Chap011 - Chapter 11 - Accounting and Reporting for the...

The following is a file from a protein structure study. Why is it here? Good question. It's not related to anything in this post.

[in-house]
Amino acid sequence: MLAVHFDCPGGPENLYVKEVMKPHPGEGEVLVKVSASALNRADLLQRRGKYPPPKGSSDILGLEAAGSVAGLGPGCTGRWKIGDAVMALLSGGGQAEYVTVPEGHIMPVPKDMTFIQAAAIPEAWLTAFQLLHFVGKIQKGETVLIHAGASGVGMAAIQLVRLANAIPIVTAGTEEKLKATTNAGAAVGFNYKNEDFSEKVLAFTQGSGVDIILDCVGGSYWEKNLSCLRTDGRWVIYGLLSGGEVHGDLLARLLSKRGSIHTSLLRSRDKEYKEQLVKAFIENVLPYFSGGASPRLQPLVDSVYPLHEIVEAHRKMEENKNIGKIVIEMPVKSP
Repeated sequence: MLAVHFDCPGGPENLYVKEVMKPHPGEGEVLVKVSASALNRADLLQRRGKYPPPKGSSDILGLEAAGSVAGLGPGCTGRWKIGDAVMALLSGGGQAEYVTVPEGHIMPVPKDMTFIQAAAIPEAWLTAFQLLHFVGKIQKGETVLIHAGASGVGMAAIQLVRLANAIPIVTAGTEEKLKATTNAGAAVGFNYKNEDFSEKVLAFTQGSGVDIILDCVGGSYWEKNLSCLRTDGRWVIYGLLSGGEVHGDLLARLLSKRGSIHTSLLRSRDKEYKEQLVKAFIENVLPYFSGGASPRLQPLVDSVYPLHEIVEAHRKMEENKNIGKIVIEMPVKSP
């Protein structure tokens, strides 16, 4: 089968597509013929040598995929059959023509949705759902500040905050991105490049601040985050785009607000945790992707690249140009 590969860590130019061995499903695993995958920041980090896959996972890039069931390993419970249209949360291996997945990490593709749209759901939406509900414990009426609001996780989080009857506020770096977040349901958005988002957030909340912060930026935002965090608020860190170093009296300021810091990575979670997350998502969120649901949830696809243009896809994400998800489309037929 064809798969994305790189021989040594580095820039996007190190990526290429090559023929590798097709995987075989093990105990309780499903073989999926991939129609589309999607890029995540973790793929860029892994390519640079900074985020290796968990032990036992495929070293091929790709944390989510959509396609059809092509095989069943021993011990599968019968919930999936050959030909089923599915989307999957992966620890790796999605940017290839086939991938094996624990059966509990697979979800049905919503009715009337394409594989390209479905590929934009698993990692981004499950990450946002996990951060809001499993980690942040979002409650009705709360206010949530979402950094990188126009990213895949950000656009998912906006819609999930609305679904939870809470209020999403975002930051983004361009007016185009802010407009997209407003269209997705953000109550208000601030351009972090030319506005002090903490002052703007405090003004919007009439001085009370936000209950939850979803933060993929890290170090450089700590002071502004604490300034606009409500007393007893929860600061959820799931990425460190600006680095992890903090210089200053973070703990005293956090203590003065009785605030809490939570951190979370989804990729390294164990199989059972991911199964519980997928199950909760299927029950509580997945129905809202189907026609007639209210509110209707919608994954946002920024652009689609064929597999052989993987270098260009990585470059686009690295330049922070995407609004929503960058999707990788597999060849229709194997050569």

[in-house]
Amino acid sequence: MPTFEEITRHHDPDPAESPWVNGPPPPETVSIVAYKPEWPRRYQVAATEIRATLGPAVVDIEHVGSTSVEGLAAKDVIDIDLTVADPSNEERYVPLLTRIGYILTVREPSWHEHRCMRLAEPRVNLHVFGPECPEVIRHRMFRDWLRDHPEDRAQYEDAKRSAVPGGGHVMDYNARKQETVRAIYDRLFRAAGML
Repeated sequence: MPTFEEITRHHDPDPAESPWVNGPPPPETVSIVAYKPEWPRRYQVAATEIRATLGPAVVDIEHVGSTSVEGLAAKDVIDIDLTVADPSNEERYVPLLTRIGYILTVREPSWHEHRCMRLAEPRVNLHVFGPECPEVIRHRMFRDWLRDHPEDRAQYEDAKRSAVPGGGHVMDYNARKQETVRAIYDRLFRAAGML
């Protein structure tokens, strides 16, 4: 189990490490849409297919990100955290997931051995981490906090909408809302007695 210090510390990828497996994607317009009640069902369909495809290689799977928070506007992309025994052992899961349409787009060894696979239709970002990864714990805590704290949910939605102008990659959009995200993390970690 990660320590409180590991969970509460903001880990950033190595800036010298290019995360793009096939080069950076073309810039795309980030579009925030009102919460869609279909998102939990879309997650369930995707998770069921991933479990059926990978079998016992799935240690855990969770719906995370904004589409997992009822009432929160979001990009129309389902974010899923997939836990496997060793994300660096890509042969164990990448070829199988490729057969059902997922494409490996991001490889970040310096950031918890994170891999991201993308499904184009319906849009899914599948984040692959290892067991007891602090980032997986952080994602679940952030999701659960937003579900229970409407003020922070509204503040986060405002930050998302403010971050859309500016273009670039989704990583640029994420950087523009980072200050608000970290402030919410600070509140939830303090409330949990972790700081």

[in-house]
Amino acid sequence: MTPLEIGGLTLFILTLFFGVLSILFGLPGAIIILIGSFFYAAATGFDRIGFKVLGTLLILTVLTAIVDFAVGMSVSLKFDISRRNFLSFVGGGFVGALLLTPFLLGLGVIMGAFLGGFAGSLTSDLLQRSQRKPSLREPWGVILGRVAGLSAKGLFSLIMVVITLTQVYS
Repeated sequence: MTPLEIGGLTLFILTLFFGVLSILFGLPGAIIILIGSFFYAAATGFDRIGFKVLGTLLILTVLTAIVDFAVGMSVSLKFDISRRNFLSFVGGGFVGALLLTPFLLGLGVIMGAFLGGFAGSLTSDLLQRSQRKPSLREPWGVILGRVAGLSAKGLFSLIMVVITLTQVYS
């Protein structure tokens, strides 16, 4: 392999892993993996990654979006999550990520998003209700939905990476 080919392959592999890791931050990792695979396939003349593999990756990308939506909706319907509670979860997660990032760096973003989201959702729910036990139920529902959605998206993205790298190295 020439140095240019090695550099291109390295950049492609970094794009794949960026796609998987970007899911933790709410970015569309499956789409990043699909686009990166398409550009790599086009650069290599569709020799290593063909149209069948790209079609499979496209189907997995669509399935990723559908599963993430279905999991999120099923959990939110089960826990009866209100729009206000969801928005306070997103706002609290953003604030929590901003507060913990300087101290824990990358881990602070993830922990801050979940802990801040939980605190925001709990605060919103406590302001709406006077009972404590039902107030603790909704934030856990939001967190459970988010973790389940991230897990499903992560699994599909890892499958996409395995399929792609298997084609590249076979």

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Unformatted text preview: Chapter 11 - Accounting and Reporting for the Federal Government CHAPTER 11: ACCOUNTING AND REPORTING FOR THE FEDERAL GOVERNMENT OUTLINE Number Topic Type/Task Status (re: 14/e) Identify, describe 12-1 revised 11-2 11-3 11-4 11-5 11-6 11-7 11-8 11-9 11-10 Role of OMB, GAO, Treasury, CBO in federal standards setting Federal GAAP standards setting Conceptual framework Accounts used in federal accounting Net position and net assets FASAB compared to GASB U.S. Government consolidated statements Dual track accounting Budgetary accounts used by federal agencies Financial statements for federal agencies Describe Describe Explain Compare Contrast Describe Describe Identify Name 12-2 12-3 12-4 New 12-6 12-7 12-8 12-9 12-10 revised Cases: 11-1 11-2 11-3 OMB press release and audit opinions FASAB statements U.S. Government-wide financial statements Locate, evaluate Internet Internet, evaluate 12-1 revised 12-2 revised 12-3 revised Exercises/Problems: 11-1 Various Multiple choice 12-1 revised 11-2 11-3 11-4 11-5 11-6 11-7 Compute JE JEs and FS Prepare FS JEs and FS Essay 12-2 revised 12-3 revised New 12-5 12-6 12-7 revised Questions: 11-1 Fund balance with U.S. Treasury Agency financial statements, continuation of 12-2. Statement of net cost Statement of budgetary resources Transactions and statement of financing DOT audit report 11-1 Chapter 11 - Accounting and Reporting for the Federal Government CHAPTER 11: ACCOUNTING AND REPORTING FOR THE FEDERAL GOVERNMENT Answers to Questions 11-1. The three principals of the Joint Financial Management Improvement Program (JFMIP) are (1) the Controller General of the United States, who is head of the Governmental Accountability Office, the auditing arm of the legislative branch, (2) the Secretary of the Treasury who is part of the executive branch, and (3) the Director of the Office of Management and Budget, also part of the executive branch. Federal statutes in 1950 assigned responsibility to these principals for establishing and maintaining a sound financial management structure for the federal government. These principals sponsored the Federal Financial Accounting Standards Board (FASAB) in 1990 as a permanent standards-setting organization to establish generally accepted federal accounting standards, much like the FASB and GASB do for the business and nongovernmental and governmental sectors. The principals play similar roles in standards-setting in that they each have a representative of their organization on the FASAB (among other members) and they collectively receive recommendations from the FASAB on accounting principles and standards. If the principals agree, the Comptroller General and the Director of the OMB publish the accounting principles and standards. By 2004, the principals, satisfied with the operations of the FASAB, delegated responsibilities to review FASAB recommendations to the OMB’s Office of Federal Financial Management (OFFM), the Office of Personnel Management, and the Chief Financial Officers Council (CFOC). The JFMIP no longer meets as a stand-alone organization. 11-2. The Federal Accounting Standards Advisory Board (FASAB), comprised of four federal members and six nonfederal members, goes through a “due process” in setting accounting and reporting standards for federal agencies and the federal government much like the FASB does for businesses and nongovernmental entities and the GASB does for governmental entities. The due process steps (laid out in “FASAB Facts” available at www.fasab.gov ) are: • • • • • • • • Identification of accounting issues and agenda decisions. Preliminary deliberations. Preparation of initial documents (issues papers and/or discussion memoranda). Release of documents (e.g., exposure drafts) to the public, public hearings, and consideration of comments. Further deliberations, exposure draft, and consideration of comments. Approval by at least a majority vote. Submission of proposed statement to the Principals (or “sponsors”—Comptroller General, Secretary of the Treasury, Director of the OMB) for a ninety day review (forty-five days for Interpretations). Publication of final Statement or Interpretation. 11-2 Chapter 11 - Accounting and Reporting for the Federal Government Ch. 11, Answers, (Cont’d) The AICPA has identified FASAB standards as category (a) GAAP in the GAAP hierarchy (see SAS No. 91, an amendment to SAS No. 69). 11-3. The conceptual framework for the federal government is at about the same stage as that for state and local governments, even though the GASB was established six years earlier. The FASAB has issued five concepts statements, and the GASB four. Statement of Federal Financial Accounting Concepts (SFFAC) No. 1 identifies the users of federal financial information and their information needs, and establishes the objectives of financial reporting for the federal government, much like GASB Concepts Statement No. 1. SFFAC No. 2 provides criteria for determining the reporting entity and provides guidance on the nature of the financial statements to be prepared and their form and content. The GASBS 14 (a reporting standard rather than a concepts statement) provides comparable criteria to SFFAC No. 2 for defining the reporting entity. SFFAC No. 3 describes the Management Discussion & Analysis. Now that GASB has issued Statement No. 34, both GASB and FASAB have provided for the MD&A as an integral part of financial reporting for a government. SFFAC No. 4 for the federal government describes five intended audiences and qualitative characteristics for the consolidated financial report of the U. S. Government. In many ways, this statement is similar to the GASB’s Concepts Statement 3 on communication methods in general purpose external financial reporting. Finally, the most recent SFFAC (No. 5) describes the elements of financial statements, similar to GASB’s most recent Concepts Statement 4 titled “Elements of Financial Statements.” 11-4. The account name Estimated Revenues used by state and local governments is a budgetary account representing the government’s estimate of the amount of revenue expected to be realized during the year. Federal agencies use the account Other Appropriations Realized in their budgetary track to capture the amount Congress has appropriated to an agency for the upcoming year. Other Appropriations Realized is for basic operating appropriations, rather than appropriations earmarked for specific purposes. Other Appropriations Realized is closer in meaning to Appropriations of state and local governments than it is to Estimated Revenues. A federal agency uses the account Fund Balance with U.S. Treasury in its proprietary track as an asset that represents the balance available to the agency at the Department of Treasury. Fund Balance with U.S. Treasury will be reduced throughout the year by the dollar value of checks drawn. See Illustration 11-17 for a comparison of these terms. Estimated Revenues and Other Appropriations realized have more in common than either one does with Fund Balance with the U.S. Treasury because they are budgetary accounts. 11-5. Agree, in part. The net position account on the balance sheet of a federal agency represents the difference between assets and liabilities, as net assets does for a state or local government. However, net position is classified into two categories: unexpended appropriations and cumulative results of operations which are different than the classifications of net assets for a state or local government. Unexpended appropriations is the amount of the entity’s appropriations represented by undelivered orders and 11-3 Chapter 11 - Accounting and Reporting for the Federal Government Ch. 11, Answers, 11-5, (Cont’d) unobligated balances. Cumulative results of operations is the net difference between expenses/losses and financing sources, including appropriations, revenues, and gains, since the inception of the activity. 11-6. Agree, in part. It is true that the FASAB sets standards for external financial reporting for federal agencies; however, its mission is considerably broader in that it also sets standards for internal management accounting and performance measurement. The GASB does provide guidance in presenting information on service efforts and accomplishments, but its mission and activities to date have been primarily focused on external financial reporting and governmental GAAP. FASAB standards are designed to serve a broader audience than those set by the GASB for state and local governments. For example, FASAB’s objectives for external financial reporting are designed to assist users in evaluating budgetary integrity, operating performance, stewardship, and adequacy of systems and controls. The audiences for federal financial reports include Congress, federal executives, program managers, as well as citizens and their intermediaries. 11-7. The federal government has produced consolidated financial statements, in some prototype form, since 1980, but only since 1997 has the Government Accountability Office (GAO) audited these statements. To date, the GAO has disclaimed an opinion on the statements because of the unreliability of significant portions of the statements, even though the majority of CFO Act agencies have received unqualified audit opinions on their unit’s financial reports. However, the GAO gave the Statement of Social Insurance (a fairly new statement) an unqualified opinion in FY 2007. Areas that are repeatedly mentioned as problems are internal controls; plant, property and equipment and inventories in the Department of Defense; environmental liabilities; and intragovernmental activity and balances. 11-8. The accounting system of a federal agency must provide information useful for financial management of the agency as well as information needed to demonstrate that agency managers have complied with budgetary and other legal requirements. To meet these two information needs, federal agency accounting is based on a dual-track system: One track being a self-balancing set of proprietary (balance sheet and operating) accounts and the other track being a self-balancing set of budgetary accounts. In a very similar way, state and local governments must report both on operational accountability through the government-wide statements, and on fiscal accountability or compliance with the budget in the fund financial statements. The term “dual-track” allows preparers to consider the effect of a transaction on both the entity or agency as a whole, as well as the funds that focus on measuring what was spent compared to what was budgeted to be spent over a one-year period. 11-9. The budgetary accounts required by the U.S. Government Standard General Ledger are: • Other Appropriations Realized—the account that represents the agency’s available resources for the year. This account normally has a debit balance. 11-4 Chapter 11 - Accounting and Reporting for the Federal Government Ch. 11, Answers, 11-9, (Cont’d) • Budgetary accounts that explain where funds are in the spending cycle— Unapportioned Authority, Apportionments, Allotments, Commitments, Undelivered Orders, and Expended Authority. These budgetary accounts normally have a credit balance and when summed will add to the Other Appropriations Realized. • The use of the Commitments account is optional, though highly recommended. Budget authority flows down through the accounts in the sequence given. 11-10. Six financial statements are required and explained in OMB Circular A-136. They are: (1) (2) (3) (4) (5) (6) Balance sheet Statement of net costs Statement of changes in net position Statement of budgetary resources Statement of custodial activities Statement of social insurance Certain statements may not be needed by some agencies, particularly the statements of custodial activities and social insurance. Solutions to Cases 11-1. a. Students can find a list of the 24 federal agencies required to produce audited annual financial reports in the appendix to the Annual Financial Report of the U.S. Government. The GAO provides an opinion in an audit report for each of these agencies. Students will notice that these reports are much longer than those typically prepared for businesses. For the five major agencies that did not receive an unqualified audit report in FY 2007, one received a qualified opinion, and the Departments of Defense, Homeland Security, State, and National Aeronautics and Space Administration received a “disclaimer of opinion” in part because the GAO was unable to determine the reliability of significant portions of the financial statements due to material weaknesses in the financial systems. b. Agencies began to report comparative information showing prior years so students will be able to identify those line-items that are significantly different from the prior year and comment on the reasons for overall changes in net position. c. Agencies will be at different stages of progress in preparing a consolidated performance accountability report (PAR) depending on the year of the statements the student has chosen. After 2008, the PAR should include the annual performance report (APR) required under the Government Performance and Results Act, annual financial statements, management reports on internal control and other accountability issues, and the Inspector General’s assessments of management and performance challenges . Students should examine the transmittal letter that 11-5 Chapter 11 - Accounting and Reporting for the Federal Government Ch. 11, Solutions, Case 11-1, (Cont’d) accompanies the annual report for additional information about progress in integrating financial information. Information about these reports is available in OMB Circular A-136 available at www.omb.gov, under “Circulars.” 11-2. a. The solution to this case depends on the extent of future issuances of new FASAB standards. The FASAB regularly updates a report called “Documents Resulting from the FASAB and the Accounting and Auditing Policy Committee Processes” that can be found at www.fasab.gov. b. The 2008 revision of OMB Circular A-136 is rather extensive and supersedes OMB Bulletin 01-09 so students may not find a newer version of the guidance on financial statement requirements. However, students should develop the skills to locate authoritative information such as these Circulars and Bulletins to be able to confirm that they have the most current and relevant information. 11-3. The FY 2008 report for the U. S. government is expected to be available at www.fms.treas.gov/fr/index.html in December 2008. The answers to these questions for FY 2007 (i.e., October 1, 2006 – September 30, 2007), the report that is presented in Illustrations 11-2 and 11-3, are as follows: a. From the perspective of the balance sheet, the federal government has a net position of a $9,205,800,000,000 (or $9.2 trillion) deficit. There is a $275.5 billion excess of costs of government operations over revenue (i.e., net operating cost) for FY 2007 as seen on the statement of operations and changes in net position. b. The $275.5 billion decrease in net position for FY 2007 is less than the $449.5 billion deficit in FY 2006. The amount of unmatched transactions and balances decreased in FY 2007 to $6.7 billion from $11 billion the year before. c. The Comptroller General of the GAO was not able to render an opinion, therefore he reported a disclaimer of opinion because he was unable to determine the reliability of significant portions of the consolidated financial statements “…resulting from the material deficiencies, and other limitations on the scope of our work...” in five of the major federal agencies (CFO Act agencies). The Comptroller General does go on to express an adverse opinion on internal control over financial reporting and compliance but an unqualified opinion on the new Statement of Social Insurance. d. The GAO reported that the most serious financial management problems were at the Department of Defense (DOD). They cited internal control weaknesses related to capital assets, inventories, and environmental and disposal liabilities. In addition, the report indicated that the DOD was unable to support the total net 11-6 Chapter 11 - Accounting and Reporting for the Federal Government Ch. 11, Solutions, Case11- 3, (Cont’d) cost of operations and could not adequately account for intra-governmental activity between federal agencies. Four other areas of material weaknesses in internal control in other federal agencies related to certain lending programs, determining the extent to which improper payments may exist, ability to manage information security risks on an ongoing basis, and effectively managing its tax collection activities. This information is included in the GAO Report that will accompany each annual Financial Report of the United States Government. e. Nineteen federal agencies out of 24 received unqualified opinions in FY 2007, up considerably from the first audited consolidated financial report eleven years ago. The list of agencies is included in the annual financial report of the U.S. government. The management’s discussion and analysis reports on this topic in the first introductory paragraph. Note to Instructor: The annual report of the U.S. government is certainly provocative and likely to result in a spirited discussion among students. We suggest you focus on the tremendous accounting challenges in auditing the largest organization in the world, and stress the positive aspects of how far federal agencies have come in the few years since audit requirements were enacted. Solutions to Exercises and Problems 11-1. 1. 2. 3. 4. 5. b. a. c. d. c. 6. 7. 8. 9. 10. b. a. c. b. c. 11-7 Chapter 11 - Accounting and Reporting for the Federal Government Ch. 11, Solutions, (Cont’d) 11-2. a. COMPUTATION OF MISSING AMOUNTS: Debits Credits PROPRIETARY ACCOUNTS ACCOUNTS PAYABLE $ 2,300,000 ACCUMULATED DEPRECIATION 2,600,000 APPROPRIATIONS USED 4,500,000 OPERATING MATERIALS AND SUPPLIES $ 2,700,000 CUMULATIVE RESULTS OF OPERATIONS 10/1/10 7,700,000 OPERATING/PROGRAM EXPENSES 4,150,000 DEPRECIATION AND AMORTIZATION 1,150,000 PLANT AND EQUIPMENT 8,900,000 UNEXPENDED APPROPRIATIONS2011 2,100,000 TOTAL AMOUNTS GIVEN 16,900,000 19,200,000 2,300,000 __________ $19,200,000 $19,200,000 FUND BALANCE WITH TREASURY2011 TOTALSPROPRIETARY ACCOUNTS BUDGETARY ACCOUNTS EXPENDED AUTHORITY2011 $ 4,500,000 APPORTIONMENTS2011 600,000 UNDELIVERED ORDERS2011 1,500,000 TOTAL AMOUNTS GIVEN $ OTHER APPROPRIATIONS REALIZED2011 -0- 6,600,000 _________ $ 6,600,000 TOTALSBUDGETARY ACCOUNTS 6,600,000 $ 6,600,000 Note: Unexpended Appropriations ($2,100,000) + Expended Authority ($4,500,000) = $6,600,000 (original appropriation); Appropriations Used ($4,500,000) + Unexpended Appropriations ($2,100,000) = $6,600,000 (original appropriation); 11-8 Chapter 11 - Accounting and Reporting for the Federal Government Ch. 11, Solutions, 11-2, (Cont’d) b. APPROPRIATIONS USED DURING FY 2011 $4,500,000 TOTAL EXPENSES DURING FY 2011 (Note A) 5,300,000 NET DECREASE IN CUMULATIVE RESULTS OF OPERATIONS $ 800,000 (NET DECREASE IN CUMULATIVE RESULTS OF OPERATIONS IS THE SAME AS NET DECREASE IN ASSETS OTHER THAN FUND BALANCE WITH TREASURY IF APPROPRIATIONS IS THE ONLY FINANCING SOURCE) (Note A: Total expenses is the sum of Operating/Program Expenses of $4,150,000 and Depreciation and Amortization of $1,150,000.) 11-3. a. Debits Credits BUDGETARY EXPENDED AUTHORITY2011 4,500,000 APPORTIONMENTS2011 600,000 OTHER APPROPRIATIONS REALIZED2011 5,100,000 PROPRIETARY CUMULATIVE RESULTS OF OPERATIONS 5,300,000 OPERATING/PROGRAM EXPENSES 4,150,000 DEPRECIATION AND AMORTIZATION 1,150,000 APPROPRIATIONS USED 4,500,000 CUMULATIVE RESULTS OF OPERATIONS 11-9 4,500,000 Chapter 11 - Accounting and Reporting for the Federal Government Ch. 11, Solutions, 11-3, (Cont’d) b. FEDERAL AGENCY BALANCE SHEET AS OF SEPTEMBER 30, 2011 ASSETS INTRAGOVERNMENTAL: FUND BALANCE WITH TREASURY2011 $ 2,300,000 GOVERNMENTAL: OPERATING MATERIALS AND SUPPLIES 2,700,000 PLANT AND EQUIPMENT (NET OF ACCUMULATED DEPRECIATION OF $2,600,000) 6,300,000 TOTAL ASSETS $11,300,000 LIABILITIES ACCOUNTS PAYABLE $ 2,300,000 NET POSITION UNEXPENDED APPROPRIATIONS 2,100,000 CUMULATIVE RESULTS OF OPERATIONS 6,900,000 TOTAL NET POSITION 9,000,000 TOTAL LIABILITIES AND NET POSITION 11-10 $11,300,000 Chapter 11 - Accounting and Reporting for the Federal Government Ch. 11, Solutions, (Cont’d) 11-4. RURAL ASSISTANCE AGENCY STATEMENT OF NET COST FOR THE YEAR ENDED SEPTEMBER 30, 2011 FOOD BANK COSTS $ 9,632,800 LESS: EARNED REVENUE 2,611,900 NET COST 7,020,900 HOUSING SERVICES COSTS 7,438,500 LESS: EARNED REVENUE 1,237,400 NET COST 6,201,100 CREDIT COUNSELING COSTS 2,391,000 LESS: EARNED REVENUE 87,000 NET COST 2,304,000 TOTAL COSTS 19,462,300 LESS: EARNED REVENUE 3,936,300 NET COST OF OPERATIONS $ 15,526,000 11-11 Chapter 11 - Accounting and Reporting for the Federal Government Ch. 11, Solutions, (Cont’d) 11-5. FEDERAL SCIENCE ADMINISTRATION STATEMENT OF BUDGETARY RESOURCES FOR THE 11 MONTHS ENDED AUGUST 31, 2011 BUDGETARY RESOURCES: BUDGET AUTHORITY (Note A): APPROPRIATIONS RECEIVED (Note A) TOTAL BUDGETARY RESOURCES $ 4,894,555 $ 4,894,555 STATUS OF BUDGETARY RESOURCES: OBLIGATIONS INCURRED (Note B) UNOBLIGATED BALANCES (Note C) TOTAL STATUS OF BUDGETARY RESOURCES RELATIONSHIP OF OBLIGATIONS TO OUTLAYS: OBLIGATED BALANCE, NETBEG. OF THE PERIOD OBLIGATED BALANCE, NETEND OF THE PERIOD (Note D) OUTLAYS: (Note B) OBLIGATIONS INCURRED $ 3,794,855 1,100,000 $ 4,894,555 1,210,210 (664,131) 3,794,855 NET OUTLAYS (DISBURSEMENTS) (Note E) $4,340,934 Note A: Total budgetary resources are given by the balance of other appropriations realized of $4,894,855. Note B: Expended authority of current year of $3,130,724 plus $664,131 obligated budgetary authority for undelivered orders at 8/31/11. Note C: Unobligated balances is the sum of unapportioned authority, apportionments, allotments, and commitments. Note D: Obligated balance at year-end is equal to undelivered orders plus accounts payable and other accrued liabilities. Note E: Outlays also equal the decrease in fund balances with the U.S. Treasury during the periodthe equivalent of cash disbursed. 11-12 Chapter 11 - Accounting and Reporting for the Federal Government Ch. 11, Solutions, (Cont’d) 11-6. a. FLOOD CONTROL COMMISSION GENERAL JOURNAL Debits 1. Credits BUDGETARY OTHER APPROPRIATIONS REALIZED2011 7,000,000 UNAPPORTIONED AUTHORITY2011 7,000,000 PROPRIETARY FUND BALANCE WITH TREASURY2011 7,000,000 UNEXPENDED APPROPRIATIONS2011 2. 7,000,000 BUDGETARY UNAPPORTIONED AUTHORITY2011 7,000,000 APPORTIONMENTS2011 3. 7,000,000 BUDGETARY APPORTIONMENTS2011 1,000,000 ALLOTMENTS2011 4. 1,000,000 BUDGETARY ALLOTMENTS2011 970,000 UNDELIVERED ORDERS2011 5. 970,000 BUDGETARY UNDELIVERED ORDERS2011 EXPENDED AUTHORITY2011 11-13 170,000 170,000 Chapter 11 - Accounting and Reporting for the Federal Government Ch. 11, Solutions, 11-6, (Cont’d) PROPRIETARY Debits OPERATING/PROGRAM EXPENSES 170,000 DISBURSEMENTS IN TRANSIT2011 DISBURSEMENTS IN TRANSIT2011 170,000 170,000 FUND BALANCE WITH TREASURY2011 UNEXPENDED APPROPRIATIONS2011 170,000 170,000 APPROPRIATIONS USED 6. Credits 170,000 BUDGETARY UNDELIVERED ORDERS2011 395,000 EXPENDED AUTHORITY2011 395,000 PROPRIETARY FURNITURE AND EQUIPMENT 180,000 OPERATING MATERIALS AND SUPPLIES 175,000 OPERATING/PROGRAM EXPENSES 40,000 ACCOUNTS PAYABLE 395,000 UNEXPENDED APPROPRIATIONS2011 395,000 APPROPRIATIONS USED 7. 395,000 BUDGETARY UNDELIVERED ORDERS2011 EXPENDED AUTHORITY2011 11-14 183,000 183,000 Chapter 11 - Accounting and Reporting for the Federal Government Ch. 11, Solutions, 11-6, (Cont’d) Debits Credits PROPRIETARY OPERATING/PROGRAM EXPENSES 183,000 ACCRUED FUNDED PAYROLL AND BENEFITS 183,000 UNEXPENDED APPROPRIATIONS2011 183,000 APPROPRIATIONS USED 8. 183,000 PROPRIETARY ACCOUNTS PAYABLE 189,000 ACCRUED FUNDED PAYROLL AND BENEFITS 183,000 DISBURSEMENTS IN TRANSIT2011 DISBURSEMENTS IN TRANSIT2011 372,000 372,000 FUND BALANCE WITH TREASURY2011 9. 372,000 BUDGETARY UNDELIVERED ORDERS2011 40,000 EXPENDED AUTHORITY2011 40,000 PROPRIETARY OPERATING/PROGRAM EXPENSES 40,000 ACCRUED FUNDED PAYROLL AND BENEFITS 30,000 ACCOUNTS PAYABLE 10,000 OPERATING/PROGRAM EXPENSES OPERATING MATERIALS AND SUPPLIES 11-15 60,000 60,000 Chapter 11 - Accounting and Reporting for the Federal Government Ch. 11, Solutions, 11-6, (Cont’d) Debits DEPRECIATION AND AMORTIZATION 2,500 ACC. DEPRECIATIONFURN. AND EQUIP. UNEXPENDED APPROPRIATIONS2011 2,500 40,000 APPROPRIATIONS USED 10. Credits 40,000 BUDGETARY EXPENDED AUTHORITY2011 788,000 OTHER APPROP. REALIZED2011 788,000 PROPRIETARY CUMULATIVE RESULTS OF OPERATIONS 495,500 OPERATING/PROGRAM EXPENSES 493,000 DEPRECIATION AND AMORTIZATION APPROPRIATIONS USED 2,500 788,000 CUMULATIVE RESULTS OF OPERATIONS 11-16 788,000 Chapter 11 - Accounting and Reporting for the Federal Government Ch. 11, Solutions, 11-6, (Cont’d) b. FLOOD CONTROL COMMISSION BALANCE SHEET OCTOBER 31, 2011 ASSETS INTRAGOVERNMENTAL: FUND BALANCE WITH TREASURY2011 $6,458,000 GOVERNMENTAL: OPERATING MATERIALS AND SUPPLIES 115,000 FURNITURE AND EQUIPMENT, NET OF ACCUMULATED DEPRECIATION OF $2,500 TOTAL ASSETS 177,500 $6,750,500 LIABILITIES ACCOUNTS PAYABLE $ 216,000 ACCRUED FUNDED PAYROLL AND BENEFITS 30,000 TOTAL LIABILITIES COVERED BY BUDGETARY RESOURCES 246,000 NET POSITION UNEXPENDED APPROPRIATIONS CUMULATIVE RESULTS OF OPERATIONS TOTAL NET POSITION 6,212,000 292,500 6,504,500 TOTAL LIABILITIES AND NET POSITION 11-17 $6,750,500 Chapter 11 - Accounting and Reporting for the Federal Government Ch. 11, Solutions, 11-6, (Cont’d) c. FLOOD CONTROL COMMISSION STATEMENT OF CHANGES IN NET POSITION FOR THE MONTH ENDED OCTOBER 31, 2011 CUMULATIVE RESULTS OF UNEXPENDED OPERATIONS APPROPRIATIONS BEGINNING BALANCES $ 0 $ 0 BUDGETARY FINANCING SOURCES: APPROPRIATIONS RECEIVED 7,000,000 APPROPRIATIONS USED 788,000 (788,000) TOTAL FINANCING SOURCES 788,000 6,212,000 NET COST OF OPERATIONS (Note A) (495,500) _________ ENDING BALANCES $ 292,500 $6,212,000 Note A: Operating/program expenses of $493,000 + depreciation and amortization of $2,500. 11-18 Chapter 11 - Accounting and Reporting for the Federal Government Ch. 11, Solutions, 11-6, (Cont’d) d. FLOOD CONTROL COMMISSION STATEMENT OF BUDGETARY RESOURCES FOR MONTH ENDED OCTOBER 31, 2011 BUDGETARY RESOURCES: BUDGET AUTHORITY (Note A) $7,000,000 STATUS OF BUDGETARY RESOURCES: OBLIGATIONS INCURRED (Note B) $970,000 UNOBLIGATED BALANCES AVAILABLE (NOTE C) 6,030,000 TOTAL STATUS OF BUDGETARY RESOURCES $7,000,000 RELATIONSHIP OF OBLIGATIONS TO OUTLAYS: OBLIGATED BALANCE, NET END OF PERIOD (428,000) (Note D) OBLIGATIONS INCURRED 970,000 TOTAL NET OUTLAYS (DISBURSEMENTS) (Note E) Note A: Note B: Note C: Note D: Note E: $ 542,000 Total budgetary resources are the total appropriations for the year, or $7,000,000. Obligations incurred equals expended budgetary authority of $788,000 (see Entry 10A) plus the remaining balance of Undelivered Orders2010 of $182,000 ($970,000 - $788,000), or $970,000. In this case, since the Flood Control Commission obligates prior to all expenditures of budgetary authority, the amount incurred also is simply the amount obligated by the credit to Undelivered Orders2011 (see Entry 4). Total budgetary resources of $7,000,000 less amount obligated of $970,000 (see Note B) equals $6,030,000. Obligated balances at year-end include Undelivered Orders ($182,000) and Accounts Payable and other accrued liabilities ($246,000), or $428,000 in total. Outlays also equals the decrease in Fund Balances with the U.S. Treasury during the periodthe equivalent of cash disbursed. 11-19 Chapter 11 - Accounting and Reporting for the Federal Government Ch. 11, Solutions, (Cont’d) 11-7. a. A federal Inspector General (IG) is independently appointed to a department or agency and is not part of the Government Accountability Office (GAO). However, the IGs typically report to the department or agency of which they are part, but can only be removed with the approval of Congress. So the audit of a federal agency conducted by an IG should be considered independent. For more information on the role of an Inspector General, go to www.gao.gov b. For the fiscal year that ended September 30, 2007, the date of this transmittal letter (November 13, 2007) suggests that the report was available within 45 days of the end of year. That was the required due date for FY 2007. Most federal agencies are making these reports available on their Web sites; however, other ways of obtaining federal publications include going through the Government Printing Office (www.gpo.gov ) or Web sites such as www.FirstGov.gov or www.whitehouse.gov . c. The full Inspector General’s report shows that the department again was cited for material weaknesses in timely process of transactions and accounting for Federal Aviation Administration’s (FAA) property, plant, and equipment, including the construction in process account; although significant improvements were made over the year to result in an unqualified audit opinion for the department as a whole. The FAA’s property, plant and equipment represent 95% of the department’s capital assets, so this in an important area to watch. In addition, significant deficiencies were identified in the areas of internal controls over journal entries in the Highway Transportation Fund, financial control systems, information security programs, and grant accruals. 11-20 ...